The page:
Have you ever noticed the vibe change in a lineup purely from one anti-social cretin paddling out? Especially on days when surfing options are limited to a few select spots due to lack of swell or unfavourable wind, you almost need to adopt a completely different mindset to a) enjoy your surf and b) exit the water without yelling at the guy with a GoPro on the nose of his board who almost filmed himself crashing into you. If it’s crowded and decent waves are scarce, remember that surfing is a ridiculously enjoyable yet ostensibly frivolous activity, and should not be approached with any attitude but one of pure fun. There is no need to paddle for every wave or aggressively compete with other wave riders. Those doing the wrong thing should be treated with a polite correction at most, while a quiet chuckle followed by swiftly making some distance between the two of you is the best course of action in most situations.
However, nothing annoys an experienced surfer more than someone who is oblivious to their surroundings and subsequently gets in the way of other people, creating a potentially disastrous situation for both the offender and anyone unfortunate enough to cross their path. Don’t be that guy. But, what is perhaps worse is the experienced surfer making a menace out of themselves, dropping in or snaking out of greed, often without a glance to their inside despite knowing full well who has right of way. Don’t be that guy either.
Occasionally a wave will fall right in your lap, regardless of whose turn it is and how many people are around, and that’s fine, but for the most part there should be a simple rotation system for any surf spot with people sharing the area. People on the peak should be able to catch a wave without everyone on the shoulder paddling for it, and that aforementioned peak should be given a wide berth when paddling out so as not to ‘jump the queue’ or interfere with someone’s ride.
Other obvious gaffes that should be avoided at all costs include dropping in and ditching your board, but one of the main sources of butchered surf etiquette is people disregarding their limits. It could be the decision to go out on a bigger day that results in an injury or someone having to save you, but more likely it is a beginner to intermediate surfer flailing around at a crowded spot when somewhere else with less swell/people is a much more suitable place to practice. Surfing proficiency takes 100s of hours to attain due to the sport’s incredibly steep learning curve, and while getting there is half the fun, the journey shouldn’t be peppered with completely avoidable confrontations.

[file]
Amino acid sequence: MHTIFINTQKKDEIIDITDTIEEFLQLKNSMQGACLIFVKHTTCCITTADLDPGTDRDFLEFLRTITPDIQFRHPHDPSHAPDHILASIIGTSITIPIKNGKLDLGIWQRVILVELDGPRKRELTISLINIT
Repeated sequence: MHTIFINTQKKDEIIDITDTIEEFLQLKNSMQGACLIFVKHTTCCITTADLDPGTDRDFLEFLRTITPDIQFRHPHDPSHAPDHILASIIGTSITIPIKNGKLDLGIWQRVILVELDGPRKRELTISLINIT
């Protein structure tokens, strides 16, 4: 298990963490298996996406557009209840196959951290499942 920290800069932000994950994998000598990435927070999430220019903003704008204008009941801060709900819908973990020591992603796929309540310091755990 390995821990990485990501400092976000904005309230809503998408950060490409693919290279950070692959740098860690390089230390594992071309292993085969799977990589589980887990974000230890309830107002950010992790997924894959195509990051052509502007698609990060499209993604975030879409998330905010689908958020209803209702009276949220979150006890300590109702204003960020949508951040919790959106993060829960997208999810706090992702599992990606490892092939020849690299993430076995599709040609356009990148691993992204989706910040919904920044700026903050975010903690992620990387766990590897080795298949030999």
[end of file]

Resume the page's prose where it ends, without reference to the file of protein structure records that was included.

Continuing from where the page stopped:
Video Of Typical Snapper before Kelly Slater owns it!
The 10 Cardinal Sins Of Surfing Are:
1. Right of Way. The surfer closest to the peak gets priority.
2. Don’t Drop In. You are spoiling a wave of someone like you, who also enjoys surfing. Don’t do to others what you don’t want done to you. Wait for your turn.
3. Don’t Snake. Select the best position in the line-up and do not paddle around other surfers always wanting to catch all waves. Be patient. There are waves for everyone.
4. Don’t Get in the Way. Paddle wide, not through the peak, and stay in the water if you got caught inside and a surfer is enjoying his surf line.
5. The Furthest Out Gets Priority. Although longboarders may not use this rule wisely – leave some waves to shortboarders – in theory, they hold priority. Sense and sensibility tells them to avoid calling priority in all waves.
6. Do Not Throw Your Board. If you kick out or fall, try to control your stick. Surfboards can actually kill someone if they hit critical regions of the human body.
7. Communicate What Will You Do. In case two surfers are sitting in the middle of the peak and the wave opens to both sides, they should tell each other if they’re going right or left.
8. Do Not Dive Head First. Reef or sand, the ocean floor can severely hurt your body. Try to use your surfboard to protect the impact and protect your head your arms.
9. Respect the Beach and the Ocean. Never leave garbage in the sand and water and try to give back so many hours of pleasure and joy.
10. Give Respect to Gain Respect. Interact with other surfers in a civilized way, even if a minority is still learning good manners.
Credit to Surfer Today